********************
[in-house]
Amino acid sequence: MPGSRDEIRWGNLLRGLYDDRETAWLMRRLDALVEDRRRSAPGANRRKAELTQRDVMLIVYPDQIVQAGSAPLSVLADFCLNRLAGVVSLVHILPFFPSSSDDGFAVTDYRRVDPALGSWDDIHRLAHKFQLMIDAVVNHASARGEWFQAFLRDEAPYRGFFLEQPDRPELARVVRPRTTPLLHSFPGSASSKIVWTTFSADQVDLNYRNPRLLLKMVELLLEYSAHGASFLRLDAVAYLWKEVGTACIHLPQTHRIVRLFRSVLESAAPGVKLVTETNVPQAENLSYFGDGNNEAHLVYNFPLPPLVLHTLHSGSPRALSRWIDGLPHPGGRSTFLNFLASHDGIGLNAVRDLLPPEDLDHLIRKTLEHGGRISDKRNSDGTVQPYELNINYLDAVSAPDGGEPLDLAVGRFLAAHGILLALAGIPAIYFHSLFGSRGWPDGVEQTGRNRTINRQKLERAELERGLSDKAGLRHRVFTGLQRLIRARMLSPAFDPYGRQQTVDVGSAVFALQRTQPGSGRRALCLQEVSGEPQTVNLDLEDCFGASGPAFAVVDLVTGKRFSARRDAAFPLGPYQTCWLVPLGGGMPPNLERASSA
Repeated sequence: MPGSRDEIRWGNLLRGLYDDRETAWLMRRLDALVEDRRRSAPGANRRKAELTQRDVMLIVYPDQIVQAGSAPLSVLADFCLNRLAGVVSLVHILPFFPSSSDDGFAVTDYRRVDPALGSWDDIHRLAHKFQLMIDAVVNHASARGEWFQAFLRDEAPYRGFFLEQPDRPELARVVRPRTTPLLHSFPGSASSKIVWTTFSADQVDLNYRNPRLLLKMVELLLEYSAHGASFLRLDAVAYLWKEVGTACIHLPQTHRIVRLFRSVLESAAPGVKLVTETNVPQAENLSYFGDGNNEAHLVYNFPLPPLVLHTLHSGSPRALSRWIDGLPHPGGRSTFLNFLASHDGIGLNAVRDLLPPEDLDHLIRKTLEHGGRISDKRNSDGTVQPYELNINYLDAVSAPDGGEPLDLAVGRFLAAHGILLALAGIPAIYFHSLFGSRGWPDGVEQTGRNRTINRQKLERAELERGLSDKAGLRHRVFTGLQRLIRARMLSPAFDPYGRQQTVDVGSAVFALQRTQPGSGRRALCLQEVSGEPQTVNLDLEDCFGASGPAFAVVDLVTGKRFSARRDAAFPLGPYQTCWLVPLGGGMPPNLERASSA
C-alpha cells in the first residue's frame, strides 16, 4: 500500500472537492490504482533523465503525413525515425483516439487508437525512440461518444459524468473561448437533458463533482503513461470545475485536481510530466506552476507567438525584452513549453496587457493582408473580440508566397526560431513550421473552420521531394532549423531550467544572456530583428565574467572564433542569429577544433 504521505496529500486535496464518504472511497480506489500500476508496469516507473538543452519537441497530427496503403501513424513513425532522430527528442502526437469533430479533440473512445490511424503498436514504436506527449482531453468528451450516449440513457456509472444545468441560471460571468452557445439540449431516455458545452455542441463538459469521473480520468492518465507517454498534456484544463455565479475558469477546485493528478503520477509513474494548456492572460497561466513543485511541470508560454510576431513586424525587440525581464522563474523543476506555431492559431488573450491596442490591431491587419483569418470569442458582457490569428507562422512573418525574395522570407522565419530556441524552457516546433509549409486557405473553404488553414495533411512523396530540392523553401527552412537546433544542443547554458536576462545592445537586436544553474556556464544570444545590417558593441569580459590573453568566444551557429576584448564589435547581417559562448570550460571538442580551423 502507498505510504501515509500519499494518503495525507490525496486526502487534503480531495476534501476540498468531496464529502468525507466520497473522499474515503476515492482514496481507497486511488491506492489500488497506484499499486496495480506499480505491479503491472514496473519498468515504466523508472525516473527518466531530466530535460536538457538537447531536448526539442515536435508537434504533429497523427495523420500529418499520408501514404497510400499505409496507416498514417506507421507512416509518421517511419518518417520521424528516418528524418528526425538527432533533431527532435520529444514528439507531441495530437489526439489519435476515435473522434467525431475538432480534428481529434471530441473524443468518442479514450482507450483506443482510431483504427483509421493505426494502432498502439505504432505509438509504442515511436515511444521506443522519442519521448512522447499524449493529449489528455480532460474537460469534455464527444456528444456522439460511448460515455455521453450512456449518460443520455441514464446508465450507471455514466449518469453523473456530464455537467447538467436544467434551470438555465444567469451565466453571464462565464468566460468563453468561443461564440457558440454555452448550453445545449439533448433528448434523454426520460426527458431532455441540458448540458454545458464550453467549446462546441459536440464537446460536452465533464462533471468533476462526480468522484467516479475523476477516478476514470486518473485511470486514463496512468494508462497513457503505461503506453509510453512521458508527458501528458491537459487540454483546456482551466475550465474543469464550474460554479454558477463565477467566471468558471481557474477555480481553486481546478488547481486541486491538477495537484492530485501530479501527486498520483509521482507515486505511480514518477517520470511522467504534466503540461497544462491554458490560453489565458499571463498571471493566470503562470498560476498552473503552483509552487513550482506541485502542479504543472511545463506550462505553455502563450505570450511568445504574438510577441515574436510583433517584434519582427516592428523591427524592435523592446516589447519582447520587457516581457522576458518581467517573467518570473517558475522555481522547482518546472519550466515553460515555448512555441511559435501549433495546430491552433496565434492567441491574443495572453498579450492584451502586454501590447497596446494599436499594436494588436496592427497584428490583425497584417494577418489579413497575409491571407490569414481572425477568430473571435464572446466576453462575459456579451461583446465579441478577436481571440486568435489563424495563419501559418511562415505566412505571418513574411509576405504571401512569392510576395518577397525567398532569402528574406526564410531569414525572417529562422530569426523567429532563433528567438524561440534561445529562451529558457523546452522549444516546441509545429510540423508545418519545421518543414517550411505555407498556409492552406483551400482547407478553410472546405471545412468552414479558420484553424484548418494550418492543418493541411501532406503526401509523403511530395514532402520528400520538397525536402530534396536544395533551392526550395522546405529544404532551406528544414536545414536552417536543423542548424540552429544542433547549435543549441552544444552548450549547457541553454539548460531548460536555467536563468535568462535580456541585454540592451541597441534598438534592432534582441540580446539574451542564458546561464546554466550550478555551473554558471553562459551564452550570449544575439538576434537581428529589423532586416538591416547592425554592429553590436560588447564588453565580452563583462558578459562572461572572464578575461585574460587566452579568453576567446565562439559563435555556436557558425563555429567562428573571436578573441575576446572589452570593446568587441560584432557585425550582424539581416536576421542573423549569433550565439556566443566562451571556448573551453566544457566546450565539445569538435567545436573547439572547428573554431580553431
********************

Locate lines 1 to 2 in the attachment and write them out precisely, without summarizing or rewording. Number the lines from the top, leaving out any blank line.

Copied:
[in-house]
Amino acid sequence: MPGSRDEIRWGNLLRGLYDDRETAWLMRRLDALVEDRRRSAPGANRRKAELTQRDVMLIVYPDQIVQAGSAPLSVLADFCLNRLAGVVSLVHILPFFPSSSDDGFAVTDYRRVDPALGSWDDIHRLAHKFQLMIDAVVNHASARGEWFQAFLRDEAPYRGFFLEQPDRPELARVVRPRTTPLLHSFPGSASSKIVWTTFSADQVDLNYRNPRLLLKMVELLLEYSAHGASFLRLDAVAYLWKEVGTACIHLPQTHRIVRLFRSVLESAAPGVKLVTETNVPQAENLSYFGDGNNEAHLVYNFPLPPLVLHTLHSGSPRALSRWIDGLPHPGGRSTFLNFLASHDGIGLNAVRDLLPPEDLDHLIRKTLEHGGRISDKRNSDGTVQPYELNINYLDAVSAPDGGEPLDLAVGRFLAAHGILLALAGIPAIYFHSLFGSRGWPDGVEQTGRNRTINRQKLERAELERGLSDKAGLRHRVFTGLQRLIRARMLSPAFDPYGRQQTVDVGSAVFALQRTQPGSGRRALCLQEVSGEPQTVNLDLEDCFGASGPAFAVVDLVTGKRFSARRDAAFPLGPYQTCWLVPLGGGMPPNLERASSA